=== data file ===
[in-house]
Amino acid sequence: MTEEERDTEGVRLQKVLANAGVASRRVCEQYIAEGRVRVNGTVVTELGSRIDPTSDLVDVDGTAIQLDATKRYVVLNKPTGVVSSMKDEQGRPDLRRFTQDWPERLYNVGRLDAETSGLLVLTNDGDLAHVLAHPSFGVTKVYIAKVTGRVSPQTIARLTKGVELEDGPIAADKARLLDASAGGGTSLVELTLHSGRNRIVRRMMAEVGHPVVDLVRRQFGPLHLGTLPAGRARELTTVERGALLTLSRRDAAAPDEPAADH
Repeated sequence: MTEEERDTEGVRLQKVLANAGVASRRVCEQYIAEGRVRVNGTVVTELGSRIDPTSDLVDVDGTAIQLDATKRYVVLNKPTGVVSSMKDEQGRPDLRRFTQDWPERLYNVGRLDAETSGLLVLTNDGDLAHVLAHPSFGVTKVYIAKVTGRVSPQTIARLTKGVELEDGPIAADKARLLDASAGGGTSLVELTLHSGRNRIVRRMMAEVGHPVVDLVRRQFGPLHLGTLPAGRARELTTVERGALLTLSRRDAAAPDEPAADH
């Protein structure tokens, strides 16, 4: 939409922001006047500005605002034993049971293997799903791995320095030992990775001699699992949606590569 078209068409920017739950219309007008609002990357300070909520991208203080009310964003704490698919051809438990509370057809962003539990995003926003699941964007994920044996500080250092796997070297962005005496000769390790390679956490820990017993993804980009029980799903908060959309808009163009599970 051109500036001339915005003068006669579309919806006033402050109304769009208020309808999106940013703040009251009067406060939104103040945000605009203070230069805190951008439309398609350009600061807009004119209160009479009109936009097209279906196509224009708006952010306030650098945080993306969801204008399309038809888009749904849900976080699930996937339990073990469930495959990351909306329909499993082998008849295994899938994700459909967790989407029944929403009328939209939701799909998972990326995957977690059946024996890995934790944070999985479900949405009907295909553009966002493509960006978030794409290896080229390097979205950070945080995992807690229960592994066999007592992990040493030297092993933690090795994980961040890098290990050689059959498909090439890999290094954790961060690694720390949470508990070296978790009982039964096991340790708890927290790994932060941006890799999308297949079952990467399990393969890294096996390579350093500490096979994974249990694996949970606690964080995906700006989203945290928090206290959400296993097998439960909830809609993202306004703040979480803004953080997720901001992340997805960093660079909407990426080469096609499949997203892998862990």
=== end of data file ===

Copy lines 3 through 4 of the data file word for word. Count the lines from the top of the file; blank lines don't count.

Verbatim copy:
Repeated sequence: MTEEERDTEGVRLQKVLANAGVASRRVCEQYIAEGRVRVNGTVVTELGSRIDPTSDLVDVDGTAIQLDATKRYVVLNKPTGVVSSMKDEQGRPDLRRFTQDWPERLYNVGRLDAETSGLLVLTNDGDLAHVLAHPSFGVTKVYIAKVTGRVSPQTIARLTKGVELEDGPIAADKARLLDASAGGGTSLVELTLHSGRNRIVRRMMAEVGHPVVDLVRRQFGPLHLGTLPAGRARELTTVERGALLTLSRRDAAAPDEPAADH
């Protein structure tokens, strides 16, 4: 939409922001006047500005605002034993049971293997799903791995320095030992990775001699699992949606590569 078209068409920017739950219309007008609002990357300070909520991208203080009310964003704490698919051809438990509370057809962003539990995003926003699941964007994920044996500080250092796997070297962005005496000769390790390679956490820990017993993804980009029980799903908060959309808009163009599970 051109500036001339915005003068006669579309919806006033402050109304769009208020309808999106940013703040009251009067406060939104103040945000605009203070230069805190951008439309398609350009600061807009004119209160009479009109936009097209279906196509224009708006952010306030650098945080993306969801204008399309038809888009749904849900976080699930996937339990073990469930495959990351909306329909499993082998008849295994899938994700459909967790989407029944929403009328939209939701799909998972990326995957977690059946024996890995934790944070999985479900949405009907295909553009966002493509960006978030794409290896080229390097979205950070945080995992807690229960592994066999007592992990040493030297092993933690090795994980961040890098290990050689059959498909090439890999290094954790961060690694720390949470508990070296978790009982039964096991340790708890927290790994932060941006890799999308297949079952990467399990393969890294096996390579350093500490096979994974249990694996949970606690964080995906700006989203945290928090206290959400296993097998439960909830809609993202306004703040979480803004953080997720901001992340997805960093660079909407990426080469096609499949997203892998862990």